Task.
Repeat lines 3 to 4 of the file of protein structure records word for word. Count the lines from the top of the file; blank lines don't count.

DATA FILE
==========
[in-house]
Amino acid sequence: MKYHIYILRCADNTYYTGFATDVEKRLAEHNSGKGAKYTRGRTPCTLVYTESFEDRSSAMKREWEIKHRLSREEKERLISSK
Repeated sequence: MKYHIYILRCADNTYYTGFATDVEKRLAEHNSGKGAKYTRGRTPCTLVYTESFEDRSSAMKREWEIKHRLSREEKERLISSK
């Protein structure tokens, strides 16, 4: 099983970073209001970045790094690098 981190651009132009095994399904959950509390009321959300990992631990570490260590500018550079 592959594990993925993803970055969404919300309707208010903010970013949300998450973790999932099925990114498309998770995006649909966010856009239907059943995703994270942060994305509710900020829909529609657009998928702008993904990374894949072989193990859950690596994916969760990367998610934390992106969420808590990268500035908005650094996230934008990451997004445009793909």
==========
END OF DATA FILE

Repeated sequence: MKYHIYILRCADNTYYTGFATDVEKRLAEHNSGKGAKYTRGRTPCTLVYTESFEDRSSAMKREWEIKHRLSREEKERLISSK
């Protein structure tokens, strides 16, 4: 099983970073209001970045790094690098 981190651009132009095994399904959950509390009321959300990992631990570490260590500018550079 592959594990993925993803970055969404919300309707208010903010970013949300998450973790999932099925990114498309998770995006649909966010856009239907059943995703994270942060994305509710900020829909529609657009998928702008993904990374894949072989193990859950690596994916969760990367998610934390992106969420808590990268500035908005650094996230934008990451997004445009793909």